At last week's hearings on Capitol Hill, Secretary Geithner was asked repeatedly about why the Fed used LIBOR even as it was purportedly trying to fix the LIBOR-setting process. If the Fed had really believed that LIBOR was fundamentally broken, presumably it would not have employed the benchmark in its own contracts. The Fed's use of LIBOR fit nicely into its efforts to make financial institutions look stronger than they were - which is exactly the same thing the banks were rumored to be doing when they underreported their borrowing rates for purposes of LIBOR.
Assuming that the banks actually were successful at manipulating LIBOR downwards, the Fed's use of the benchmark in its bailout loans was a conveniently subtle way to ease the terms of those loans. In contrast to most lenders, the government wanted to lend money on terms favorable to its borrowers. The government was looking to prop up failing institutions, not make a profit.
The AIG bailout, which the Special Inspector General for TARP reminded us last week is still a more than $30 billion item on the taxpayer tab, is a case in point. In September 2008, the federal government came in with a LIBOR-based $85 billion loan after failing to convince Wall Street firms to devise a private sector rescue of AIG. The appropriateness of the interest rate benchmark the Fed used in its rescue of AIG is less important than the question about the propriety of rescuing a company potentially worth less than the money needed to rescue it.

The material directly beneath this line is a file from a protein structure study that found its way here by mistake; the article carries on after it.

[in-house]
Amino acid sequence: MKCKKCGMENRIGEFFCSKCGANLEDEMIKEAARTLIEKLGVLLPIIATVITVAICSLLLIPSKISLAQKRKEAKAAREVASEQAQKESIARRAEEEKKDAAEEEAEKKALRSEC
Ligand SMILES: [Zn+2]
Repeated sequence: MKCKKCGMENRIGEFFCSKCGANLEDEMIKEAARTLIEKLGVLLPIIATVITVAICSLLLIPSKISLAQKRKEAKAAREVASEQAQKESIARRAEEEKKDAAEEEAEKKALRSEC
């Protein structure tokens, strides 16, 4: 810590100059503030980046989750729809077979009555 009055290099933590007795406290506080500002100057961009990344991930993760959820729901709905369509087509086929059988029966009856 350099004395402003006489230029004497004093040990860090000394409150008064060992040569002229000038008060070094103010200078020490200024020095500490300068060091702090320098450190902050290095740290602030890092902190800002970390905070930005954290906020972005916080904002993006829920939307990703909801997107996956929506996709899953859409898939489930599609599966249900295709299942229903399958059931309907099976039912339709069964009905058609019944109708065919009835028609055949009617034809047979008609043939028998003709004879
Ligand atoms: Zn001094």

Nobody stepped forward to save AIG, because the private sector concluded AIG was not worth saving. A JPMorgan Chase employee who worked on the effort told the Financial Crisis Inquiry Commission staff in a 2010 interview that "the value of the company in its entirety was not necessarily sufficient to cover the liquidity need that the company had." He explained that "that was an assessment that JPMorgan, Morgan Stanley, Goldman Sachs, working alongside the company and representatives of the Fed and the Treasury all came to" and shared with relevant government officials, including Timothy Geithner, then the President of the Federal Reserve Bank of New York. The Fed poured money into AIG, despite the fact that the experts analyzing the company had come to the conclusion that AIG likely wasn't a creditworthy borrower.
The law under which the Fed extended its loan to AIG required the Fed to make sure it was getting adequate collateral before making a loan. The Fed justified its decision not to rescue Lehman Brothers on the grounds that Lehman did not have adequate collateral to obtain a loan. Yet the Fed loaned tens of billions of dollars to AIG after learning that the collateral AIG had to offer was potentially insufficient for the company's borrowing needs.
The Fed knew that it was making a loan to a company that was in severe trouble, and that such a weak borrower would not be able to handle tough loan terms. Accordingly, from the perspective of the Fed as a would-be rescuer of the flailing AIG, a benchmark that was being set intentionally low would be preferable to one that reflected true market interest rates.
As it turned out, even with a purportedly artificially low benchmark like LIBOR, the Fed's initial loan terms were too tough for AIG to handle. The loan was restructured multiple times to make it more workable for the company. Eventually, the Fed handed AIG over to Treasury's Troubled Asset Relief Program, which afforded the government greater flexibility in modifying the bailout to meet AIG's needs.
The moral of this story is that government regulators - which were complicit in trying to make financial institutions appear healthier than they were during the crisis - are not the right folks to be fixing LIBOR. If the British Bankers Association can't solve the problems with LIBOR, the markets will turn to substitute benchmarks.